The Doors: Blues Travelers - Guitar World

The Doors: Blues Travelers

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When their psychedelic-rock excursion finally ran out of gas, the Doors got their music back on track with the blues-influenced Morrison Hotel. On the 40th anniversary of the classic rock milestone, guitarist Robby Krieger tells the story behind its creation.

Robby Krieger had already made four albums with the Doors by the time the group got together in November 1969 to cut Morrison Hotel. Over the course of those earlier records, Krieger had demonstrated his talent for flamenco-style guitarwork, exotic leads and avant-garde psychedelic-rock workouts. But he’d never really had a chance to properly show off his blues chops as so many other electric guitar greats of the period had. That changed with Morrison Hotel.

“I never even considered myself a rocking guitar player,” says Krieger, who had been playing electric guitar for only six months when he joined singer Jim Morrison, keyboardist Ray Manzarek and drummer John Densmore to form the Doors, in 1965. He’d started out as an acoustic player. “I first learned flamenco and then a lot of folk and folk blues,” Krieger says. “That’s why I played with my fingers and just adapted it to what we were doing. I really learned to play as a member of the Doors. I just tried to sound like myself and play something that would complement Jim’s singing.”

With Morrison Hotel, though, Krieger came into his own. Not only is the guitar more to the fore than on previous Doors releases but he attacks his solos with newfound intensity on tracks like “Roadhouse Blues” and “Land Ho!” The album was transformative both for Krieger and for the Doors. With it, the San Francisco–based psychedelic rock group recast itself as a down-and-dirty blues-rock quartet.

Emerging from San Francisco’s vibrant psychedelic rock scene in 1966, the Doors had quickly become one of the biggest-selling practitioners of the genre, with hits like “Light My Fire,” “Hello, I Love You” and “People Are Strange.” Krieger’s sinewy guitar playing, Manzarek’s classical-influenced electronic organ and harpsichord work, and Densmore’s jazzy drumming provided a trippy and exotic musical bed onto which Morrison could lay his sonorous vocals and work his shamanistic persona. The resulting sound was fresh and wholly original.

But by the time they released 1969’s The Soft Parade, the Doors were clearly running out of ideas. Though the album downplayed the group’s stronger psychedelic tendencies, the four-part title track was a rambling journey through disparate musical styles, and the brass and string arrangements throughout the album did little to lift what was—with the exception of the radio hit “Touch Me”— mostly weak material. Moreover, the album’s progressive musical pretensions were hopelessly out of date at a time when acts like Jimi Hendrix, the Rolling Stones and the newly formed Led Zeppelin were cutting a path back to blues-based music.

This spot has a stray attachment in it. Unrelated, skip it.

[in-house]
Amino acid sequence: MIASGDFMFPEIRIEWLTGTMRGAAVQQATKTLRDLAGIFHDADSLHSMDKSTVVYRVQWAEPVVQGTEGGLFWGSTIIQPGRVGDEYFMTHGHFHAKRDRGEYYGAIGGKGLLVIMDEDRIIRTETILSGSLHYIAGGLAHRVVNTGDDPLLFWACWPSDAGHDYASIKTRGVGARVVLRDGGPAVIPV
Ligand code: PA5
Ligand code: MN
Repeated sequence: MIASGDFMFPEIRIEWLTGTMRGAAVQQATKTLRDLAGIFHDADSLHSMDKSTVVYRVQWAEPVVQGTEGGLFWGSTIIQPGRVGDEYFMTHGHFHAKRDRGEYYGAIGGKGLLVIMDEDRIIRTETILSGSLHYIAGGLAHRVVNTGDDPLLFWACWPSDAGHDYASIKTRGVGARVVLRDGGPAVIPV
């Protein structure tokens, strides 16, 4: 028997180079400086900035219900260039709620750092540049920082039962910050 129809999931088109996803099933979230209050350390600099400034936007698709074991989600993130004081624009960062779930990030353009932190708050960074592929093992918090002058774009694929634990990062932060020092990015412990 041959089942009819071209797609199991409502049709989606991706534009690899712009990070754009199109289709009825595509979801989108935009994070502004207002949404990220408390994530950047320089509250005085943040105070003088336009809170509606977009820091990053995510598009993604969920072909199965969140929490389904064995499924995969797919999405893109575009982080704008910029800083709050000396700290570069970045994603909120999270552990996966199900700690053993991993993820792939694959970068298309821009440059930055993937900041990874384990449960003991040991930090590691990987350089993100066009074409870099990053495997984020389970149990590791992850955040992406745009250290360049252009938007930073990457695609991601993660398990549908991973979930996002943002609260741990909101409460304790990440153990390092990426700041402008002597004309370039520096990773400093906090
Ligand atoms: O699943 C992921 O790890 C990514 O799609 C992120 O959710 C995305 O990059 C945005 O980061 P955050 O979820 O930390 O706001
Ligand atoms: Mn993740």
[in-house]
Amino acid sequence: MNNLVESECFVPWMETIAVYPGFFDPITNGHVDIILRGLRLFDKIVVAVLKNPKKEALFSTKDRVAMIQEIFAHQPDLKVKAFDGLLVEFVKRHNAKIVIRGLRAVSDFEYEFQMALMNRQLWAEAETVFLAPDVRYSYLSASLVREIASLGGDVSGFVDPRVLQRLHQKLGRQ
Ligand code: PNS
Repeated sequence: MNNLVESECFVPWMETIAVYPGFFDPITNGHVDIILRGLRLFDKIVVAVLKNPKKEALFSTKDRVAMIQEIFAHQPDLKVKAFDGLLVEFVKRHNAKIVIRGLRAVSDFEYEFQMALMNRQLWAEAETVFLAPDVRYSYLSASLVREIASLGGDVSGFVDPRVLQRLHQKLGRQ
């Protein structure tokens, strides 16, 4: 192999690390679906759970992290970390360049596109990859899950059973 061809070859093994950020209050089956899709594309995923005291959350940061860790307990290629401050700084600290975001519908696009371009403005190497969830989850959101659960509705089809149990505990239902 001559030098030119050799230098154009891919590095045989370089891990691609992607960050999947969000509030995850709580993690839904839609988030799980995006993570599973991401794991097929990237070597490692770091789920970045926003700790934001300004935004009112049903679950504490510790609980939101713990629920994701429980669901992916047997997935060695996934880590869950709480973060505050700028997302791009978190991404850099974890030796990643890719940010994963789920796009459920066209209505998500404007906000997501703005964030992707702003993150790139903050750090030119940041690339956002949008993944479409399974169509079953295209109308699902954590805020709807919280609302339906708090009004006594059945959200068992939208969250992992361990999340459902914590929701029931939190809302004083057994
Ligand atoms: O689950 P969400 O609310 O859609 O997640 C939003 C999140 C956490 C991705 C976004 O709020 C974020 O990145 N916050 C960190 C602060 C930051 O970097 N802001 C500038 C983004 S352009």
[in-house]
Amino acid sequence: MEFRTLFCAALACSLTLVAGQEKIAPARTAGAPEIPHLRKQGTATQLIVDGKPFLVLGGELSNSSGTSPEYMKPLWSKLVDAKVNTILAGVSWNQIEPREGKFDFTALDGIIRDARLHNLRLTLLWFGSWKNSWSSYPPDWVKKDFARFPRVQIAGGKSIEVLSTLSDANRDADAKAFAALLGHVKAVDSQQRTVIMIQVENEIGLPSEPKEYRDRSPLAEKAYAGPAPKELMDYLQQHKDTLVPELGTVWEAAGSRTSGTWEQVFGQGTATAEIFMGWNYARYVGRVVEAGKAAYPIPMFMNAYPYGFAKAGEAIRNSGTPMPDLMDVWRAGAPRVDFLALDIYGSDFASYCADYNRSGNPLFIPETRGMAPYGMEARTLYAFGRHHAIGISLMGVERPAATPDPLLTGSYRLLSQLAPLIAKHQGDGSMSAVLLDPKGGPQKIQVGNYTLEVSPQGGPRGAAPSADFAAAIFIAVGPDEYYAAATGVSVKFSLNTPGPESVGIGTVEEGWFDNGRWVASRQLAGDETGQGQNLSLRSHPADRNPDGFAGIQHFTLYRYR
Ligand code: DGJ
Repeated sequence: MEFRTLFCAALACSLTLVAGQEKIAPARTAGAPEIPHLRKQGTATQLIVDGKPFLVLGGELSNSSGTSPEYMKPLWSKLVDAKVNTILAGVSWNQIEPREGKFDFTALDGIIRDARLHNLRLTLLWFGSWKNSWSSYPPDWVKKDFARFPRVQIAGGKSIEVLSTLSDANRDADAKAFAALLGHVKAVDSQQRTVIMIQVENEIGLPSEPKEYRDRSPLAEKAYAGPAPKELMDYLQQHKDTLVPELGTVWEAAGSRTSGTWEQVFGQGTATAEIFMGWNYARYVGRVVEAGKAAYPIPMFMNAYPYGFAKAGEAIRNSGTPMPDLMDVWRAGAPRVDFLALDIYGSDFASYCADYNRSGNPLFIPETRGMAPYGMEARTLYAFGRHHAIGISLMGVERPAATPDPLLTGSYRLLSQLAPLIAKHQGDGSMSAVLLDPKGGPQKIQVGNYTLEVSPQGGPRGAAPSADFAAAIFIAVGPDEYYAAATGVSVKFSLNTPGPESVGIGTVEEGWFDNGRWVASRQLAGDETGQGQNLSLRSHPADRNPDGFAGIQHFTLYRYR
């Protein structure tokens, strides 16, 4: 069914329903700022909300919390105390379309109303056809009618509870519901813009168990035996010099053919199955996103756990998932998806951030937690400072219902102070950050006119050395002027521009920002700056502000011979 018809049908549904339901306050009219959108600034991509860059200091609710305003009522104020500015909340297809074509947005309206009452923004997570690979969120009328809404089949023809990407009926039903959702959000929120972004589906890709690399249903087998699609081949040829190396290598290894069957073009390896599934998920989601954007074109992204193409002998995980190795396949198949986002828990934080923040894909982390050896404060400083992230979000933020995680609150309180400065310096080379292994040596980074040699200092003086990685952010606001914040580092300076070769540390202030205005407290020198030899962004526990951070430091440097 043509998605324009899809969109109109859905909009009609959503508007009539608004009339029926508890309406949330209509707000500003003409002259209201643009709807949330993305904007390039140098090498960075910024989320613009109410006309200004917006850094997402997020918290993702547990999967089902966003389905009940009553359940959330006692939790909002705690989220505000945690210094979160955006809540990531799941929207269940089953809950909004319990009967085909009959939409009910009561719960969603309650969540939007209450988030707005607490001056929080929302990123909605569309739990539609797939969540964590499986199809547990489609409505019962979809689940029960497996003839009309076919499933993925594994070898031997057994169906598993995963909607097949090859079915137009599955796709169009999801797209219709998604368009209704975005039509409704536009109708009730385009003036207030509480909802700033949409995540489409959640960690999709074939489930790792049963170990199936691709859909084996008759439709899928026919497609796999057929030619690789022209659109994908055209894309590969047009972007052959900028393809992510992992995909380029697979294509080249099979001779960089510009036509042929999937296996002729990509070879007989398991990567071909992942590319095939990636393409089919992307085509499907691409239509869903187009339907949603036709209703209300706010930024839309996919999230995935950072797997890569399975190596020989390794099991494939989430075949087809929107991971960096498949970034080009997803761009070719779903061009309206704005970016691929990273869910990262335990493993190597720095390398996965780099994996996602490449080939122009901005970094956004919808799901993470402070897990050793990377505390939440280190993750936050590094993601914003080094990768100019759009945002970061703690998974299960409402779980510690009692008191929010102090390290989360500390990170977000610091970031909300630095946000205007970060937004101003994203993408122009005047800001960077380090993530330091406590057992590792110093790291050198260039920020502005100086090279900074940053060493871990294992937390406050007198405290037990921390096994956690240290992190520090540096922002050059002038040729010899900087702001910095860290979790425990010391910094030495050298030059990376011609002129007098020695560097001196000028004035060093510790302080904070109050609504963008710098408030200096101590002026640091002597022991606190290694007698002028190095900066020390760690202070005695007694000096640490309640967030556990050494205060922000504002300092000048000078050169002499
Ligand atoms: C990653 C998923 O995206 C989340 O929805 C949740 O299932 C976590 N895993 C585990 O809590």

It was clear that the Doors needed to find a new direction. They did it by stripping away their sonic excesses and indulging themselves in blues-based rock. The result was an album that blew away all expectations: Morrison Hotel. “Roadhouse Blues,” the album’s raunchy, harmonica-driven opening track, sets the tone for what follows, as the group works its way through funk workouts like “Peace Frog” and the driving blues rock of “Queen of the Highway.”

Whereas Manzarek had traditionally handled bass duties in the past with a keyboard bass, for Morrison Hotel the Doors decided to work with a real bassist to give the music a truer blues feel. To that end, they recruited blues-rock guitarist Lonnie Mack, who had a hit with the instrumental “Wham!” in 1963, to play bass on “Roadhouse Blues” and “Maggie M’Gill,” while Ray Neapolitan handled bass for “Peace Frog” and “Ship of Fools.” In addition, the Lovin’ Spoonful’s John Sebastian contributed harmonica work under the alias of G. Puglese on “Roadhouse Blues.”

Released in February 1970, Morrison Hotel reestablished the Doors as a vital group for their times. Even though the album generated no singles, it sold well, reaching Number Four in the U.S. The album also proved to be a crucial setup for the Doors’ next album (and last with Jim Morrison), L.A. Woman, on which they would dig even deeper into the blues, with more commercially successful results.

Krieger has spent the ensuing decades working at his craft, something that is abundantly clear on his new solo CD, Singularity, where he displays sharpened flamenco licks and a technically adept, jazz-fusion virtuosity. His expanded repertoire of techniques is also on display in his continuing work with Manzarek. The two have been playing together regularly since 2001, when they reformed as the Doors of the 21st Century. A subsequent lawsuit by Densmore forced them to drop the use of the Doors name, but they continue to perform as Manzarek-Krieger.